February 14, 1907 — National American Woman Suffrage Association Convention, Chicago IL
In all the things that make the city a good place in which to work, the woman is as much concerned as any one. When it comes to the questions which affect women, she has of course a peculiar ability to speak, a peculiar responsibility and an obligation to assume every right necessary to carry out that responsibility. It is incumbent upon her to secure the power to move in the most direct way upon the obstacles which lie in her path in the controlling of conditions . . .
It is to the housekeeper that I want to call your attention, rather than to the workingwoman. She has to decide how she will use her time, energy and money to promote the life, health, comfort and welfare of her family. The little group must live in a house. If she reside in a city, it is a matter of concern what shall be the structure of it, whether made of material endangering the household or not; if in an apartment house, she is concerned in the regulations under which such houses are built and controlled, in the fire escapes, the sort of gas, the dimensions of the apartments, the order of the rooms, the plumbing, etc.
It is obvious that today no woman can be a competent housekeeper unless she has an intelligent knowledge of these subjects. She must exercise a control over the ordinances and have something to say about the men who make these ordinances and who enforce them. She has not the power se needs as a housekeeper unless she feels that the officials of the city are as much responsible to her, although they are not chosen by her alone, as are the domestic servants whom she does select. Her collective responsibility is just as great as her individual responsibility . . .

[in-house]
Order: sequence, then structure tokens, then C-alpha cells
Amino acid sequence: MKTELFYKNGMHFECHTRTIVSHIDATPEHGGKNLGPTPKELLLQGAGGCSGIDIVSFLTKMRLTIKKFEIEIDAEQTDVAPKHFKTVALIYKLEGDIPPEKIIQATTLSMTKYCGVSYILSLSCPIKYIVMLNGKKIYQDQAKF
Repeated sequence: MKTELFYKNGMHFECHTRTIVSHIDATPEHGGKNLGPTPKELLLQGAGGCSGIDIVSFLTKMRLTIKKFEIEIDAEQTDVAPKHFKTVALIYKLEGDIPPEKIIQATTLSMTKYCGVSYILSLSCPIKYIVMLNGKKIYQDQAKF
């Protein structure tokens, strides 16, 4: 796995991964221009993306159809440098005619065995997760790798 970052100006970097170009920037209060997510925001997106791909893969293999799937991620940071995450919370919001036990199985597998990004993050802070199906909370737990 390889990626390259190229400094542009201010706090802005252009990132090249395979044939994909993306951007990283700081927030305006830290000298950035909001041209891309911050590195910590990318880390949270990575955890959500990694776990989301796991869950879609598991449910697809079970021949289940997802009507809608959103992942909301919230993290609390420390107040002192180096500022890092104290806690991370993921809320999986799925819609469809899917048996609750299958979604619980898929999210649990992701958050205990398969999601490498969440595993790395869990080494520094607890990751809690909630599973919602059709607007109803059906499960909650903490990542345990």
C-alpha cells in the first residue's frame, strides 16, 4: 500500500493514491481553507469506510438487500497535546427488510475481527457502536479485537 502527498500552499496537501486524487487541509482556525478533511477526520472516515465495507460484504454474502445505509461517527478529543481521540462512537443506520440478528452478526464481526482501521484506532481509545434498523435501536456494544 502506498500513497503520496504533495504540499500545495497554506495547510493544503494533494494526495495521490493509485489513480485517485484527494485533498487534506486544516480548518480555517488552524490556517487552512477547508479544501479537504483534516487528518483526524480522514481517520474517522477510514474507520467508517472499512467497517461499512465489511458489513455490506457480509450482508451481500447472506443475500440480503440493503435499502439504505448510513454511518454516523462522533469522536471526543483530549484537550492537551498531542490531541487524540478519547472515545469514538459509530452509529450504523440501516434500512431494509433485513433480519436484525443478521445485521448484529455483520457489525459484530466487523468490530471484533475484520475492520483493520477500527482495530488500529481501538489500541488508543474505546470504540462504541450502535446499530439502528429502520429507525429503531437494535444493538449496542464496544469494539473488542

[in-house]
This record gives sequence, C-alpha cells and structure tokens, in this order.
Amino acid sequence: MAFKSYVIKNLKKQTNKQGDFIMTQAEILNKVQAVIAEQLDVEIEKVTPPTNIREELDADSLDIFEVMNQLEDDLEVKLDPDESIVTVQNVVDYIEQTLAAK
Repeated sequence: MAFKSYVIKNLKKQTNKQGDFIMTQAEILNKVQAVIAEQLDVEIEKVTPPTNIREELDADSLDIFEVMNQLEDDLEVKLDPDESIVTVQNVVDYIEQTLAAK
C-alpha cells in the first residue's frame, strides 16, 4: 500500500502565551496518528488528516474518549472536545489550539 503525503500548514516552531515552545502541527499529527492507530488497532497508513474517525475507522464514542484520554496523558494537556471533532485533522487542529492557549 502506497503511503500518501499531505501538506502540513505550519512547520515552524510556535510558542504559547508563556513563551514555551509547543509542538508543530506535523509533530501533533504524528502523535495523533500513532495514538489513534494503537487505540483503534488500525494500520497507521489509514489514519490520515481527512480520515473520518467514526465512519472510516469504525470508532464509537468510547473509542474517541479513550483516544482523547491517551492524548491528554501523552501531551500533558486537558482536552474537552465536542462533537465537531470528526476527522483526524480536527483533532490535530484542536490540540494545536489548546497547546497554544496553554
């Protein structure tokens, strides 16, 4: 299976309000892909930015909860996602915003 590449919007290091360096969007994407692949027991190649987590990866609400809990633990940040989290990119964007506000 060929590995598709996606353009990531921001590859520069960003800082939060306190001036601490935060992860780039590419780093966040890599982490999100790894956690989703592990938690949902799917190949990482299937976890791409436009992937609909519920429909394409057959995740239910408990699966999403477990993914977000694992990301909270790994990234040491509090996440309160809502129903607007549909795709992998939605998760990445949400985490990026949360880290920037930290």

Women cannot stop either at the bottom or the top by asking for municipal suffrage. If woman is going to be a compete housekeep she must be a member of a political group and that leads to the demand for municipal, state, and federal suffrage.
Source: The History of Woman Suffrage. Vol V. (195). (New York: National Woman Suffrage Association) 1922.